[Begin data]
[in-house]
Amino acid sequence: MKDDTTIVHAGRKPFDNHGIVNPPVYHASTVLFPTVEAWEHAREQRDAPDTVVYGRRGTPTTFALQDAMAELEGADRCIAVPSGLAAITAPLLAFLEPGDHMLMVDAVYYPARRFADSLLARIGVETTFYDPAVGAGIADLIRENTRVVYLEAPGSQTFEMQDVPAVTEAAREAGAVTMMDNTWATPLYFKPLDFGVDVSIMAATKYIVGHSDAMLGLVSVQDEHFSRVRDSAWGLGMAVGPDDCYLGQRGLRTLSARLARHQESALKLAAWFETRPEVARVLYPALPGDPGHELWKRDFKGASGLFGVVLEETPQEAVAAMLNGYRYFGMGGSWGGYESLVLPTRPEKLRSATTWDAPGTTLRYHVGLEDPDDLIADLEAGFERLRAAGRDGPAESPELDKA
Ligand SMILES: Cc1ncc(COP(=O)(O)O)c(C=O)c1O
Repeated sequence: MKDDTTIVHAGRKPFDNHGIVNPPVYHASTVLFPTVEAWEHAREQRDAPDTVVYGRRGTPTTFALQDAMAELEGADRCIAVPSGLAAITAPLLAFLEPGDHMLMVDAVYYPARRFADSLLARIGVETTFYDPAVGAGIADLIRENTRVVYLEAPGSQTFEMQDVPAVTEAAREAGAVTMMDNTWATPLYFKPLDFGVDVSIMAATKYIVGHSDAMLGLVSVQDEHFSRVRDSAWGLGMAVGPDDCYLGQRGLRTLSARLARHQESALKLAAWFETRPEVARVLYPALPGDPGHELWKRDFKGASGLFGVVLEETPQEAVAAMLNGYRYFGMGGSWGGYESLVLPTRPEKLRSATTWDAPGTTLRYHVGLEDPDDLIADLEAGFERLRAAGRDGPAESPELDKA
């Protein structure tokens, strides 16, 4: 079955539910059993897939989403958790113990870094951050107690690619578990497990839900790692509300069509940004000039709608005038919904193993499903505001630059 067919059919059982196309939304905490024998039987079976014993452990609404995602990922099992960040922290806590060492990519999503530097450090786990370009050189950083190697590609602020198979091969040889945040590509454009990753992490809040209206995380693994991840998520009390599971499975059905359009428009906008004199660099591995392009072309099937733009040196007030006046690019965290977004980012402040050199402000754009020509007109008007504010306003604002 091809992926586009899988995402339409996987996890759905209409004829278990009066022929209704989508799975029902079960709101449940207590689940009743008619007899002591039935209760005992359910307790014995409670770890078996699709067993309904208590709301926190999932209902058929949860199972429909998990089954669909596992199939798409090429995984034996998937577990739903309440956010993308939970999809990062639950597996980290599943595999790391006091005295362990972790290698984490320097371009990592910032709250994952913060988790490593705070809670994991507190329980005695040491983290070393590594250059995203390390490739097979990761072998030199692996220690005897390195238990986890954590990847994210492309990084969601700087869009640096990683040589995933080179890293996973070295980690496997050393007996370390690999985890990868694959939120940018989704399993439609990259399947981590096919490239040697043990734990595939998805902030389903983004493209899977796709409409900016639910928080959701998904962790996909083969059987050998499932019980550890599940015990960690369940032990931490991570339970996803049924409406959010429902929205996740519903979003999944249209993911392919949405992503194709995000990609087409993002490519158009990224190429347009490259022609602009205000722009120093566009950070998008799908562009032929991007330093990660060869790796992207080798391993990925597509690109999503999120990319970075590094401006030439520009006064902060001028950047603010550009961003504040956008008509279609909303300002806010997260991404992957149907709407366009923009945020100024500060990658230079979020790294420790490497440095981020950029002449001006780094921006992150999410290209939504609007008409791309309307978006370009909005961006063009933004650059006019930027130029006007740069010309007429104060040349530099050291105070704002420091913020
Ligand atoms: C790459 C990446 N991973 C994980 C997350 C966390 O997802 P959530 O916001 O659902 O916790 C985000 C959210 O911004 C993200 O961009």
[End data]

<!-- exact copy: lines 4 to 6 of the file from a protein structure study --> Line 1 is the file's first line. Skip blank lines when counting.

Repeated sequence: MKDDTTIVHAGRKPFDNHGIVNPPVYHASTVLFPTVEAWEHAREQRDAPDTVVYGRRGTPTTFALQDAMAELEGADRCIAVPSGLAAITAPLLAFLEPGDHMLMVDAVYYPARRFADSLLARIGVETTFYDPAVGAGIADLIRENTRVVYLEAPGSQTFEMQDVPAVTEAAREAGAVTMMDNTWATPLYFKPLDFGVDVSIMAATKYIVGHSDAMLGLVSVQDEHFSRVRDSAWGLGMAVGPDDCYLGQRGLRTLSARLARHQESALKLAAWFETRPEVARVLYPALPGDPGHELWKRDFKGASGLFGVVLEETPQEAVAAMLNGYRYFGMGGSWGGYESLVLPTRPEKLRSATTWDAPGTTLRYHVGLEDPDDLIADLEAGFERLRAAGRDGPAESPELDKA
């Protein structure tokens, strides 16, 4: 079955539910059993897939989403958790113990870094951050107690690619578990497990839900790692509300069509940004000039709608005038919904193993499903505001630059 067919059919059982196309939304905490024998039987079976014993452990609404995602990922099992960040922290806590060492990519999503530097450090786990370009050189950083190697590609602020198979091969040889945040590509454009990753992490809040209206995380693994991840998520009390599971499975059905359009428009906008004199660099591995392009072309099937733009040196007030006046690019965290977004980012402040050199402000754009020509007109008007504010306003604002 091809992926586009899988995402339409996987996890759905209409004829278990009066022929209704989508799975029902079960709101449940207590689940009743008619007899002591039935209760005992359910307790014995409670770890078996699709067993309904208590709301926190999932209902058929949860199972429909998990089954669909596992199939798409090429995984034996998937577990739903309440956010993308939970999809990062639950597996980290599943595999790391006091005295362990972790290698984490320097371009990592910032709250994952913060988790490593705070809670994991507190329980005695040491983290070393590594250059995203390390490739097979990761072998030199692996220690005897390195238990986890954590990847994210492309990084969601700087869009640096990683040589995933080179890293996973070295980690496997050393007996370390690999985890990868694959939120940018989704399993439609990259399947981590096919490239040697043990734990595939998805902030389903983004493209899977796709409409900016639910928080959701998904962790996909083969059987050998499932019980550890599940015990960690369940032990931490991570339970996803049924409406959010429902929205996740519903979003999944249209993911392919949405992503194709995000990609087409993002490519158009990224190429347009490259022609602009205000722009120093566009950070998008799908562009032929991007330093990660060869790796992207080798391993990925597509690109999503999120990319970075590094401006030439520009006064902060001028950047603010550009961003504040956008008509279609909303300002806010997260991404992957149907709407366009923009945020100024500060990658230079979020790294420790490497440095981020950029002449001006780094921006992150999410290209939504609007008409791309309307978006370009909005961006063009933004650059006019930027130029006007740069010309007429104060040349530099050291105070704002420091913020
Ligand atoms: C790459 C990446 N991973 C994980 C997350 C966390 O997802 P959530 O916001 O659902 O916790 C985000 C959210 O911004 C993200 O961009």